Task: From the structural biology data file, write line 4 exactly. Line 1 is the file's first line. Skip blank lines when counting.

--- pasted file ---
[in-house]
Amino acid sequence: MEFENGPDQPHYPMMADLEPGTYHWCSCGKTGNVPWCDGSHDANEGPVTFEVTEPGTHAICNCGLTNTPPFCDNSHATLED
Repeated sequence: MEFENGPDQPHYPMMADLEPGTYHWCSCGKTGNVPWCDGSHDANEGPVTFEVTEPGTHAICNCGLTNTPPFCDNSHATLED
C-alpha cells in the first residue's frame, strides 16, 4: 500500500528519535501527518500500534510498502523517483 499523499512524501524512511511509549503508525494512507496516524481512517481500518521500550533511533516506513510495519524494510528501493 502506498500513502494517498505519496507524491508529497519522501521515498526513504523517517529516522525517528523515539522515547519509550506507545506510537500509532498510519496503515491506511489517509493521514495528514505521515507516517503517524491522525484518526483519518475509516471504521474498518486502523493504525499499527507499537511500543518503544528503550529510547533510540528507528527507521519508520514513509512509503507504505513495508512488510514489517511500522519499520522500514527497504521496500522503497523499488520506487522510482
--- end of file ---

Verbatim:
C-alpha cells in the first residue's frame, strides 16, 4: 500500500528519535501527518500500534510498502523517483 499523499512524501524512511511509549503508525494512507496516524481512517481500518521500550533511533516506513510495519524494510528501493 502506498500513502494517498505519496507524491508529497519522501521515498526513504523517517529516522525517528523515539522515547519509550506507545506510537500509532498510519496503515491506511489517509493521514495528514505521515507516517503517524491522525484518526483519518475509516471504521474498518486502523493504525499499527507499537511500543518503544528503550529510547533510540528507528527507521519508520514513509512509503507504505513495508512488510514489517511500522519499520522500514527497504521496500522503497523499488520506487522510482